I charge clients up to $2,500 a month to ghostwrite their dating profiles and connect with potential matches. Here's my advice for perfecting your dating profile, and why I never message people on the weekends.
3 weeks ago
Meredith Golden, 45, is a dating app profile ghostwriter who spends 12 to 14 hours a day helping clients put their best foot forward on Bumble, Hinge, Match, Coffee Meets Bagel, OK Cupid, and more.
People pay Golden anywhere from $300 to create their perfect dating profile to $2,500 for a month of her pretending to be them online and liking, swiping, and chatting with potential matches.
Golden says getting a match usually comes down to a great first photo and recommends online daters avoid using apps after 5 p.m. on weekends if they're looking for a genuine connection.
This is what her job is like, as told to freelance writer Jenny Powers.
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From professional hair blowouts to chef-prepared cuisine delivered to your door to enlisting dog walkers, people outsource everything these days. Why should finding a match on a dating app be any different?
Since I launched Spoon Meet Spoon in 2015, interest in my dating app ghostwriting and coaching services has steadily grown. It makes sense if you think about it. Not everyone has the time, patience, or even the know-how needed in today's fast-paced digital world to do the legwork it takes to make an authentic connection.
Let's say you're in your 20s, your dating profile is getting lost in the sea of profiles, and you need a little something to make yours stand out.
Maybe you find yourself getting ghosted a lot and don't know why. Perhaps you're a working parent, and the last thing you want to dedicate your precious downtime to is swiping. You may be newly divorced and upon reentering the dating scene, you're finding that a lot has changed. You might even be a concerned parent looking to give your adult son or daughter a helpful nudge into the world of online dating.
That's where I come in.
I've always been a 'connector,' whether it's suggesting a terrific restaurant, vouching for a great babysitter, recommending a job, or setting two people up on a date. Up until five years ago, I did this type of thing for sport, and never thought it could lead to a career path.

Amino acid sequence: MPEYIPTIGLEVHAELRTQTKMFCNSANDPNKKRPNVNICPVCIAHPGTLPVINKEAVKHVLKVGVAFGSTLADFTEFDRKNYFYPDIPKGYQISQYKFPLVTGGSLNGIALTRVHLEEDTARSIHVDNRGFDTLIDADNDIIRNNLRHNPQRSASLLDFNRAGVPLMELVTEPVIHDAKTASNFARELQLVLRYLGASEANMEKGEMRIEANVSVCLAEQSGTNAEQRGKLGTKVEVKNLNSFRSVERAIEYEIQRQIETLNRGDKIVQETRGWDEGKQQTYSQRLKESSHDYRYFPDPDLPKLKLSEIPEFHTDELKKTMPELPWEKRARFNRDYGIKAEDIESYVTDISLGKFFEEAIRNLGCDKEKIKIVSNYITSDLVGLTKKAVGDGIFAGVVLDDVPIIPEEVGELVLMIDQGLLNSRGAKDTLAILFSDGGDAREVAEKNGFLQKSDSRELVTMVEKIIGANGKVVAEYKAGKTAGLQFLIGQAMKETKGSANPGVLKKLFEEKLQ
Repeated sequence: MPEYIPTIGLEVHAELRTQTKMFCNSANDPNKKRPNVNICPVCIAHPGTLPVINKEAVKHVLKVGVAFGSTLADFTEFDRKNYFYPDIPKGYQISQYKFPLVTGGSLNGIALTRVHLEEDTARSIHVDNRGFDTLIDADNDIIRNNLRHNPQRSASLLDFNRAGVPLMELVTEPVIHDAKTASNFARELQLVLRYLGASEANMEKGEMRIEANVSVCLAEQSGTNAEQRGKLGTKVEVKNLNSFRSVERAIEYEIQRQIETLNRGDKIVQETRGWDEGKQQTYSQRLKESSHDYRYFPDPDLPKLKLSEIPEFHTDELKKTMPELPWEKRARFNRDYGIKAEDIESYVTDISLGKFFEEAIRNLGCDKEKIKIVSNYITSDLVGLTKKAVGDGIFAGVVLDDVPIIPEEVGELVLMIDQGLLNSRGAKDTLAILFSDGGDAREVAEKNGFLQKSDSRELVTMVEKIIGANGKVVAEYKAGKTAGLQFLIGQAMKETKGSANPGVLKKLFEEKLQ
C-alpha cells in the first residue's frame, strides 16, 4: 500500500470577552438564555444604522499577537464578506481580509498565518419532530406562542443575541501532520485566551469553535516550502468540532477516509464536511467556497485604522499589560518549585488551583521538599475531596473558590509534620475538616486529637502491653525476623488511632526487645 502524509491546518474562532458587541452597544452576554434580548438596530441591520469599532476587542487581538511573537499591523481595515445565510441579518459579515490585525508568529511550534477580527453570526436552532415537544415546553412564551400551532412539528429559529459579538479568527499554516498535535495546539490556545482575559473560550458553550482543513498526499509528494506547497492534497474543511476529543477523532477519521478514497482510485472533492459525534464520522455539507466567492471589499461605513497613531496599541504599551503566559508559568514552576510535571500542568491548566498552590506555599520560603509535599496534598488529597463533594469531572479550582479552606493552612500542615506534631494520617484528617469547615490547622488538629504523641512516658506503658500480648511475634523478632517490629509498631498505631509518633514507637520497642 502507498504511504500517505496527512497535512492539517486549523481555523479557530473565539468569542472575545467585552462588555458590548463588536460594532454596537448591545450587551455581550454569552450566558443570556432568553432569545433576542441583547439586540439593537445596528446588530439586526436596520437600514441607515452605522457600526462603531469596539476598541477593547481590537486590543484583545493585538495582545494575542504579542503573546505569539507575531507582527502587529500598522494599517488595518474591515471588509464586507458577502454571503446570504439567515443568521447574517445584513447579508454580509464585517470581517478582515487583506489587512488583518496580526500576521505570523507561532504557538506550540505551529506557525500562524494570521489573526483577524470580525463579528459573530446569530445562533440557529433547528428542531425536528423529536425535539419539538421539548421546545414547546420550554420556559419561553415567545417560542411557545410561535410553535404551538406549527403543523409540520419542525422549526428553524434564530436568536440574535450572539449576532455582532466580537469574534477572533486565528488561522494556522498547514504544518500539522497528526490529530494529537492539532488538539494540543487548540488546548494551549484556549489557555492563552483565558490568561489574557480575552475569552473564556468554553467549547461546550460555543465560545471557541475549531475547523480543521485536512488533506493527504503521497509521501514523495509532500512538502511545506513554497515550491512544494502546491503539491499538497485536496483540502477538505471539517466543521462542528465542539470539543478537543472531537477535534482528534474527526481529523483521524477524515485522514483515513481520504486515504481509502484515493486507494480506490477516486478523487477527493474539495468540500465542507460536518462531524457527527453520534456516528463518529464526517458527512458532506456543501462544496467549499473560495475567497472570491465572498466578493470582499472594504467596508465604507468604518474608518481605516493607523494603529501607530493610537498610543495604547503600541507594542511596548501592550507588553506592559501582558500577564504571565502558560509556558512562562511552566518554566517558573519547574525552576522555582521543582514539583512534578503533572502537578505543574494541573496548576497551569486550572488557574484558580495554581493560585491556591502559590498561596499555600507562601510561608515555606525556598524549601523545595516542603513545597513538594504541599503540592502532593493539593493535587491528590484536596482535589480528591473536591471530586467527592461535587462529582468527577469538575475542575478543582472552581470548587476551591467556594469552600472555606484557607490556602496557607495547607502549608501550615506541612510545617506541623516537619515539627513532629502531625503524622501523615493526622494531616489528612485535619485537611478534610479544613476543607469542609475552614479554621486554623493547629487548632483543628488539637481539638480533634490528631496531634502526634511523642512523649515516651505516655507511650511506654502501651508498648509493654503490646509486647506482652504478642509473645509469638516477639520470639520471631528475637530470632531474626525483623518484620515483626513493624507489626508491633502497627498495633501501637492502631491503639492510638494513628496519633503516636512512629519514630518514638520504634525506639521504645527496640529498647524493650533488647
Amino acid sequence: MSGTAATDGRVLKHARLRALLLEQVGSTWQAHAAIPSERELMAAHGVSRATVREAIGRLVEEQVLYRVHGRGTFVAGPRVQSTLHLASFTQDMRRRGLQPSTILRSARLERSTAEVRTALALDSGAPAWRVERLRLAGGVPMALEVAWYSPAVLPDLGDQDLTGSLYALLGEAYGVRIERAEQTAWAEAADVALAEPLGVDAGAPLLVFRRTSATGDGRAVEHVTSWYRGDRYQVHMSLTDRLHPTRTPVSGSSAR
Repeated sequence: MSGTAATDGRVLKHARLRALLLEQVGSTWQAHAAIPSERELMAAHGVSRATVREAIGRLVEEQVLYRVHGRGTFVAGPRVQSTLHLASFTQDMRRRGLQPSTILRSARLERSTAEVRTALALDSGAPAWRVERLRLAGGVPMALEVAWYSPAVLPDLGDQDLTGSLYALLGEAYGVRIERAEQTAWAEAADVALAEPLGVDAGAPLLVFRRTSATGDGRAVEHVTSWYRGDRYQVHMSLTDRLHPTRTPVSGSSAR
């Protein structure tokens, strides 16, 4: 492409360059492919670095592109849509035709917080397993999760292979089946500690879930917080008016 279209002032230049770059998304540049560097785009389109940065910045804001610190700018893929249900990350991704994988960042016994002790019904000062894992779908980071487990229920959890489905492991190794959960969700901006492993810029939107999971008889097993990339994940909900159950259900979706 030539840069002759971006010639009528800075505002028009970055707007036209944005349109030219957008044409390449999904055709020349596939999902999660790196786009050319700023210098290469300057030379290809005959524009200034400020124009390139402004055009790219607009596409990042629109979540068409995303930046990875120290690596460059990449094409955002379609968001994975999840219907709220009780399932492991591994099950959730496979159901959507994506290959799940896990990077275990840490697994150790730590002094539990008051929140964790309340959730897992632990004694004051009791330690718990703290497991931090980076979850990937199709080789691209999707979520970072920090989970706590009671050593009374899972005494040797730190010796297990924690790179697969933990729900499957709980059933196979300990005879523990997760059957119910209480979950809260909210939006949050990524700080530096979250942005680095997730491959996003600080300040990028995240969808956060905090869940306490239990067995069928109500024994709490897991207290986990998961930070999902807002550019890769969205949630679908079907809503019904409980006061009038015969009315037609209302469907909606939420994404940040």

In 2015, I sent a group text to about ten friends asking them what type of work they could see me doing.
After referencing a bunch of instances where I had connected them or someone they knew with friends, jobs, and even partners, the general consensus was I should be a matchmaker. Initially, I thought of how old-fashioned the job of matchmaker seemed, then I recalled how I always enjoyed taking over the digital reins on my friends online dating profiles. For the first time, I thought 'maybe there is something more here.'
In an effort to test drive the dating app market and determine if I wanted to commit to moving ahead with this as a business, I connected with five people, all friends of friends, and offered my services for three months at no charge.
It didn't take long before I was convinced this was the right move for me, so after having a website created, I posted a link on Facebook announcing Spoon Meet Spoon to my network. Word got out and within days my site had thousands of hits.
I soon realized that while most people have the best intentions, even really smart people can make poor choices when it comes to dating.
Read more: A day in the life of a 'billionaire's magician,' who's hired to fly around the world and entertain the elite
Since starting my business, I've learned that your first photo is what gets you a match.